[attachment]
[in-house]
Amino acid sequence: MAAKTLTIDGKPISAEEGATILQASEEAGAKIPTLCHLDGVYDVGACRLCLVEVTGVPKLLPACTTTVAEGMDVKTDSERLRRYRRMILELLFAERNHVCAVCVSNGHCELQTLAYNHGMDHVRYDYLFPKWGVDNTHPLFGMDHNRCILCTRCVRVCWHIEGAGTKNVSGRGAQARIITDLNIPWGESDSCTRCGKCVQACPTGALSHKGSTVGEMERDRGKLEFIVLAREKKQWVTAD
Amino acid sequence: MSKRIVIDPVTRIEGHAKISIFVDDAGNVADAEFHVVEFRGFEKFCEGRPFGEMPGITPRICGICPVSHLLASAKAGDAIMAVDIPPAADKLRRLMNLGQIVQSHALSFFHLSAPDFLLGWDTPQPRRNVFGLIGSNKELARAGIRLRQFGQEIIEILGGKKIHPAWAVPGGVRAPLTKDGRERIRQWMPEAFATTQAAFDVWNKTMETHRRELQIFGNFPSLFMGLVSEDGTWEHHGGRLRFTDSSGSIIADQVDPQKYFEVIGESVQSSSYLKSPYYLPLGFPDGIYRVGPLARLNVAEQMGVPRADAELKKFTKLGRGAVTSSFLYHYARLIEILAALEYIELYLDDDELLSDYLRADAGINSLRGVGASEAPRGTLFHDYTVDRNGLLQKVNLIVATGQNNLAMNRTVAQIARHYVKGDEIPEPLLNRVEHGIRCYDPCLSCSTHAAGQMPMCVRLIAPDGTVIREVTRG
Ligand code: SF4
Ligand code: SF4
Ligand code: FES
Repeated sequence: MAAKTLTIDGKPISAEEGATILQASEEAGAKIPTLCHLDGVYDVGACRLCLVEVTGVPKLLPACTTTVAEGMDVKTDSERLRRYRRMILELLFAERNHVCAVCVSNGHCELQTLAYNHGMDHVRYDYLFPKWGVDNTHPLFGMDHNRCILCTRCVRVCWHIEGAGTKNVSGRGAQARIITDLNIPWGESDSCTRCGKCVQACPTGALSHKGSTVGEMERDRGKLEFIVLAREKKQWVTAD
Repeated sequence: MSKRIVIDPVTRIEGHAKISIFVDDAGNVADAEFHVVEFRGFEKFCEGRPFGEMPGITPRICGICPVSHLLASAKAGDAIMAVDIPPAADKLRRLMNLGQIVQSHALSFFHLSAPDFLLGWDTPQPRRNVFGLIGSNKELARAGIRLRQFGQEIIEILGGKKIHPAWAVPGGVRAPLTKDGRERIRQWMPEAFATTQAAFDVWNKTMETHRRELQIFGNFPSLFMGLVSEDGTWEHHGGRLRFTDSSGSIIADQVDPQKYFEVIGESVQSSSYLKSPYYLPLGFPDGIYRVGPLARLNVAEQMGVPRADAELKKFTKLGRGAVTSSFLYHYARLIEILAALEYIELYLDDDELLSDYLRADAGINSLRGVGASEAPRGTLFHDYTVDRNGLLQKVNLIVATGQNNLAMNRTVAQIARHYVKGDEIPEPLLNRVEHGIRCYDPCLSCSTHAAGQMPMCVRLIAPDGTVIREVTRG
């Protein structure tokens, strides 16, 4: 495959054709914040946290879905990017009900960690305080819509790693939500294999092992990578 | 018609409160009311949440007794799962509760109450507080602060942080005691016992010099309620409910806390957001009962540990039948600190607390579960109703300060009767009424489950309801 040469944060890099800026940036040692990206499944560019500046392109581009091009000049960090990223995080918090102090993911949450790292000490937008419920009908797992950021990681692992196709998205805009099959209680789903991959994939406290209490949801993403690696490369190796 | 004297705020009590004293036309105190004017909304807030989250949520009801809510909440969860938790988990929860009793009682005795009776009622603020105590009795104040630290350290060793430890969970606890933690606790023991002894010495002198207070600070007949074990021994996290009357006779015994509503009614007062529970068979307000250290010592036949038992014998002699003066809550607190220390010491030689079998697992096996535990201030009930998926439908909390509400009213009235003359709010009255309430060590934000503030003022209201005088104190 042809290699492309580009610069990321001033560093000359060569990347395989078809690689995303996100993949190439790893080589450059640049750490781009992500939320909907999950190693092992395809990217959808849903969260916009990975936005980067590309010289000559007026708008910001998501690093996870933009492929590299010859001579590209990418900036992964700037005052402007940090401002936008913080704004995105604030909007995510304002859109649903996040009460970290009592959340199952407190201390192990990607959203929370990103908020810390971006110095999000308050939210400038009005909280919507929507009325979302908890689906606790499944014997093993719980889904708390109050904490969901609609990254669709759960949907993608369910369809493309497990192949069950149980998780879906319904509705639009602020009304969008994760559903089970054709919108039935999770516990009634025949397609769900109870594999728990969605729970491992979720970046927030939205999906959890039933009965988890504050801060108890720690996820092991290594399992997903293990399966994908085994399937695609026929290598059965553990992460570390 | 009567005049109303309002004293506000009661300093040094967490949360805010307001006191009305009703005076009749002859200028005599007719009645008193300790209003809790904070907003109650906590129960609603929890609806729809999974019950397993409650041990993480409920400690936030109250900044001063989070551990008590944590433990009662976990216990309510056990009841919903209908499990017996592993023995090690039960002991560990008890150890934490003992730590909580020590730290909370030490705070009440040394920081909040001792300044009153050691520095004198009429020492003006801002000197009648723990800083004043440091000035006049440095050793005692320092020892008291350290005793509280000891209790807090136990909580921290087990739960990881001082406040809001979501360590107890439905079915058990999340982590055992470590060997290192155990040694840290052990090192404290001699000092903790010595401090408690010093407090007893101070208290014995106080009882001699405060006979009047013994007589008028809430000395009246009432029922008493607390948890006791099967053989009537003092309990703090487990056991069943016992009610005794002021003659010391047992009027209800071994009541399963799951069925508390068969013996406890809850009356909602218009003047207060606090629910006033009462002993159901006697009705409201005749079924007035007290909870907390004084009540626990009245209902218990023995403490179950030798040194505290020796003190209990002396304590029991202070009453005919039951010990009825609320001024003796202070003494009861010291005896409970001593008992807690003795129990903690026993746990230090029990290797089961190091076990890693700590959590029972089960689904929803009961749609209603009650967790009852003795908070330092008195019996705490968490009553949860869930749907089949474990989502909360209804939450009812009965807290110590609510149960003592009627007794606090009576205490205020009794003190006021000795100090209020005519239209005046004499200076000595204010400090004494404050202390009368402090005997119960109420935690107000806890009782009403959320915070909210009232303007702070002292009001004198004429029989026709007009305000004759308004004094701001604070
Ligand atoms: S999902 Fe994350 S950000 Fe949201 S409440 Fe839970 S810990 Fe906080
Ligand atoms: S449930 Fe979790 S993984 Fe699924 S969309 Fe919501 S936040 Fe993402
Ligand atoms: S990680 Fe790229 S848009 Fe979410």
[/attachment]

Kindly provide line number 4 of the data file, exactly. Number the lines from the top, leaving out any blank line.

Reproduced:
Ligand code: SF4